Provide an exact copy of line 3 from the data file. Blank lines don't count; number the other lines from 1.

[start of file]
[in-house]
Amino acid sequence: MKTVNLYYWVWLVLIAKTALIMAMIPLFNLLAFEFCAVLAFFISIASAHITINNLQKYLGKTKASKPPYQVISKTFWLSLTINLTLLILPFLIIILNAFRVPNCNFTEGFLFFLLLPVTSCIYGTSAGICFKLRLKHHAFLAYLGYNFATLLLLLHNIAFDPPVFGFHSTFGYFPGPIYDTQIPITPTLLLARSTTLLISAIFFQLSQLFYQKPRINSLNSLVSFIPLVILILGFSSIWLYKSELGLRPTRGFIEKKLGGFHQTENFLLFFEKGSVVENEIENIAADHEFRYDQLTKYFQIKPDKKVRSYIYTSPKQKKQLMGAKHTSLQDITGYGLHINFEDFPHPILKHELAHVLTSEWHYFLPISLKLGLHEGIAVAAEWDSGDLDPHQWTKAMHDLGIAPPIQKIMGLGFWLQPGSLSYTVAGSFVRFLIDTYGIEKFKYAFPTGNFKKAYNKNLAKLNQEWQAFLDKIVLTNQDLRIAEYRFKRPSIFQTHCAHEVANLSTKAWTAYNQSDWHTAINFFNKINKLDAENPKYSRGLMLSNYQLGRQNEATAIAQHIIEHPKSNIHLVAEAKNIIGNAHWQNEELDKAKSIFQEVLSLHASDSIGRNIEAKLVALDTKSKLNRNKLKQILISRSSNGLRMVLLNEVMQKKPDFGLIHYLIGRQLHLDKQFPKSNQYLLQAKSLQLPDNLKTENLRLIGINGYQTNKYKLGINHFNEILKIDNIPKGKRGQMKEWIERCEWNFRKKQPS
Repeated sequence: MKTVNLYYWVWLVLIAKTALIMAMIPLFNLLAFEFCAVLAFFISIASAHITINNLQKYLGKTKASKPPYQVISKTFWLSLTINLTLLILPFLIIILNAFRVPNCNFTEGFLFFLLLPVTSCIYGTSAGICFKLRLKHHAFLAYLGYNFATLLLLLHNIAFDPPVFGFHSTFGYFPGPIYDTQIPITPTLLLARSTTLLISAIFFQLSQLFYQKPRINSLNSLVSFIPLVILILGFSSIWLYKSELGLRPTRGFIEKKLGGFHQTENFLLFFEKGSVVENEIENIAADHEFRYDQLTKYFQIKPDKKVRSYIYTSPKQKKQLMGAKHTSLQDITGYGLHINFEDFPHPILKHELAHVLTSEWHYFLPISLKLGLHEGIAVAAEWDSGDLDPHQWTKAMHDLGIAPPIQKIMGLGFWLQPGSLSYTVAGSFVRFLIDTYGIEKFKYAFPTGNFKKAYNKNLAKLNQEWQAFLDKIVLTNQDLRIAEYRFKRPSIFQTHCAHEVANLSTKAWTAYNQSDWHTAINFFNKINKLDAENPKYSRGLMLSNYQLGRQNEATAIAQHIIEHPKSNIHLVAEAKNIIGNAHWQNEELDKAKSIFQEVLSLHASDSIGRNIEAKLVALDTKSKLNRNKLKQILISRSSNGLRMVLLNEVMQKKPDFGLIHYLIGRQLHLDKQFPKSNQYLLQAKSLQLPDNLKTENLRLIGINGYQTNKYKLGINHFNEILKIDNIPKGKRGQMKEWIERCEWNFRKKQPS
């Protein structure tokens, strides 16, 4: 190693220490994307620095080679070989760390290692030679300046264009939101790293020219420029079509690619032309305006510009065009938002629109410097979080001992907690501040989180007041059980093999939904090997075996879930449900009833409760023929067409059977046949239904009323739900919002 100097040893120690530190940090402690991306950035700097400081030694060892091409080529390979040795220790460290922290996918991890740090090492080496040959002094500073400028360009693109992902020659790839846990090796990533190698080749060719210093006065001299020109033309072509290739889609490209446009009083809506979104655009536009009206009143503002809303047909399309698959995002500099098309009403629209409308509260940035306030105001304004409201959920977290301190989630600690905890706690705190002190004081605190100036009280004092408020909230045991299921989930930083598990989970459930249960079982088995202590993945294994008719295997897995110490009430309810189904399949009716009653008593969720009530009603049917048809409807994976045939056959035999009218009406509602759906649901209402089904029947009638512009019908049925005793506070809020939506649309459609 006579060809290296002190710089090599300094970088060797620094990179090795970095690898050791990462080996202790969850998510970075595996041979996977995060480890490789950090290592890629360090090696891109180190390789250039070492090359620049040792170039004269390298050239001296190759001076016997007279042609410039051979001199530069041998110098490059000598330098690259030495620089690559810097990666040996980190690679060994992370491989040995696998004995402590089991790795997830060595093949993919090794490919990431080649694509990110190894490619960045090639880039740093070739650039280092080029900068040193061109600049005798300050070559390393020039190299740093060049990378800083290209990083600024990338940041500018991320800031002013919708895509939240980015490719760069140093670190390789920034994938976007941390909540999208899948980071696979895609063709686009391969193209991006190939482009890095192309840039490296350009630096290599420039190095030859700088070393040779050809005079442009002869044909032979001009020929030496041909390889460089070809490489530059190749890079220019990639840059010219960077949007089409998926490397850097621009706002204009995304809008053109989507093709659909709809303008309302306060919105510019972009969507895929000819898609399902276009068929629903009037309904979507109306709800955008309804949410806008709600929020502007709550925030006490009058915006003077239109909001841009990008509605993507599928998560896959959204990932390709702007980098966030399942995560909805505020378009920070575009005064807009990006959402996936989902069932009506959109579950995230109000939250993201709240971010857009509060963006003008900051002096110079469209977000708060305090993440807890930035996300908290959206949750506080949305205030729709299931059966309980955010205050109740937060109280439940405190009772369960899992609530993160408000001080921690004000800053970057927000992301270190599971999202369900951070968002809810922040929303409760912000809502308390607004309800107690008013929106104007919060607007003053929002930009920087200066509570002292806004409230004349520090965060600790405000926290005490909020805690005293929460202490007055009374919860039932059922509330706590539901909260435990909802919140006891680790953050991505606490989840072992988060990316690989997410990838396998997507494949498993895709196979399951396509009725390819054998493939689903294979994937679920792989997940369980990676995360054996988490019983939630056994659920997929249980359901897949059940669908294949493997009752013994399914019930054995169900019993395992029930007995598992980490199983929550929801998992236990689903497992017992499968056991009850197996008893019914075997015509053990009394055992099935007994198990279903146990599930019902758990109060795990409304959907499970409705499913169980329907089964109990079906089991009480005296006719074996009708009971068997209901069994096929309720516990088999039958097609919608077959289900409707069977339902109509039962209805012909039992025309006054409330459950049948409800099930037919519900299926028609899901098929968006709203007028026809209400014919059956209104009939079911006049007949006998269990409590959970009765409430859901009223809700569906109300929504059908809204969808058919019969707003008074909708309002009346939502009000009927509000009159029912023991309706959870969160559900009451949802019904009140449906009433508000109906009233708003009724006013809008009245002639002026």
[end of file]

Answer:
Repeated sequence: MKTVNLYYWVWLVLIAKTALIMAMIPLFNLLAFEFCAVLAFFISIASAHITINNLQKYLGKTKASKPPYQVISKTFWLSLTINLTLLILPFLIIILNAFRVPNCNFTEGFLFFLLLPVTSCIYGTSAGICFKLRLKHHAFLAYLGYNFATLLLLLHNIAFDPPVFGFHSTFGYFPGPIYDTQIPITPTLLLARSTTLLISAIFFQLSQLFYQKPRINSLNSLVSFIPLVILILGFSSIWLYKSELGLRPTRGFIEKKLGGFHQTENFLLFFEKGSVVENEIENIAADHEFRYDQLTKYFQIKPDKKVRSYIYTSPKQKKQLMGAKHTSLQDITGYGLHINFEDFPHPILKHELAHVLTSEWHYFLPISLKLGLHEGIAVAAEWDSGDLDPHQWTKAMHDLGIAPPIQKIMGLGFWLQPGSLSYTVAGSFVRFLIDTYGIEKFKYAFPTGNFKKAYNKNLAKLNQEWQAFLDKIVLTNQDLRIAEYRFKRPSIFQTHCAHEVANLSTKAWTAYNQSDWHTAINFFNKINKLDAENPKYSRGLMLSNYQLGRQNEATAIAQHIIEHPKSNIHLVAEAKNIIGNAHWQNEELDKAKSIFQEVLSLHASDSIGRNIEAKLVALDTKSKLNRNKLKQILISRSSNGLRMVLLNEVMQKKPDFGLIHYLIGRQLHLDKQFPKSNQYLLQAKSLQLPDNLKTENLRLIGINGYQTNKYKLGINHFNEILKIDNIPKGKRGQMKEWIERCEWNFRKKQPS